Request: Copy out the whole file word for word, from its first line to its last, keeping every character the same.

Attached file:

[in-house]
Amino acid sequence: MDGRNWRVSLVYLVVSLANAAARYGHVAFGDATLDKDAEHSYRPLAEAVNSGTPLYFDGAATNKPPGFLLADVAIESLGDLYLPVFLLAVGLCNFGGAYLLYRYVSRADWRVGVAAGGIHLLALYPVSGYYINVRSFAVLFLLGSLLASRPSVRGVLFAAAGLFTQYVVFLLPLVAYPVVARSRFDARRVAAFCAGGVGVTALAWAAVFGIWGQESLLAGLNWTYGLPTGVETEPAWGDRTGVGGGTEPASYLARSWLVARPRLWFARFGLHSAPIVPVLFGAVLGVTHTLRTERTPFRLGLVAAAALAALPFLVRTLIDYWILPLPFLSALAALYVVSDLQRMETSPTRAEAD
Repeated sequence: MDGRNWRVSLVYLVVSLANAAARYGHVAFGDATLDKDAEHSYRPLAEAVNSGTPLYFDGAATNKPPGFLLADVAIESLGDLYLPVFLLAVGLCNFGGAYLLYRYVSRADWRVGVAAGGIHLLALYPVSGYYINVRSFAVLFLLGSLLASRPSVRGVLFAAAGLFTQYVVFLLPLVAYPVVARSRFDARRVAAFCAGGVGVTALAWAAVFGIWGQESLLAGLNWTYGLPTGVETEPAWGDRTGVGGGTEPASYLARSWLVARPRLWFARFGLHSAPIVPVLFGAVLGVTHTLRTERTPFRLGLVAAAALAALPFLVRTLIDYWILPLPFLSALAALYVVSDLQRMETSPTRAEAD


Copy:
[in-house]
Amino acid sequence: MDGRNWRVSLVYLVVSLANAAARYGHVAFGDATLDKDAEHSYRPLAEAVNSGTPLYFDGAATNKPPGFLLADVAIESLGDLYLPVFLLAVGLCNFGGAYLLYRYVSRADWRVGVAAGGIHLLALYPVSGYYINVRSFAVLFLLGSLLASRPSVRGVLFAAAGLFTQYVVFLLPLVAYPVVARSRFDARRVAAFCAGGVGVTALAWAAVFGIWGQESLLAGLNWTYGLPTGVETEPAWGDRTGVGGGTEPASYLARSWLVARPRLWFARFGLHSAPIVPVLFGAVLGVTHTLRTERTPFRLGLVAAAALAALPFLVRTLIDYWILPLPFLSALAALYVVSDLQRMETSPTRAEAD
Repeated sequence: MDGRNWRVSLVYLVVSLANAAARYGHVAFGDATLDKDAEHSYRPLAEAVNSGTPLYFDGAATNKPPGFLLADVAIESLGDLYLPVFLLAVGLCNFGGAYLLYRYVSRADWRVGVAAGGIHLLALYPVSGYYINVRSFAVLFLLGSLLASRPSVRGVLFAAAGLFTQYVVFLLPLVAYPVVARSRFDARRVAAFCAGGVGVTALAWAAVFGIWGQESLLAGLNWTYGLPTGVETEPAWGDRTGVGGGTEPASYLARSWLVARPRLWFARFGLHSAPIVPVLFGAVLGVTHTLRTERTPFRLGLVAAAALAALPFLVRTLIDYWILPLPFLSALAALYVVSDLQRMETSPTRAEAD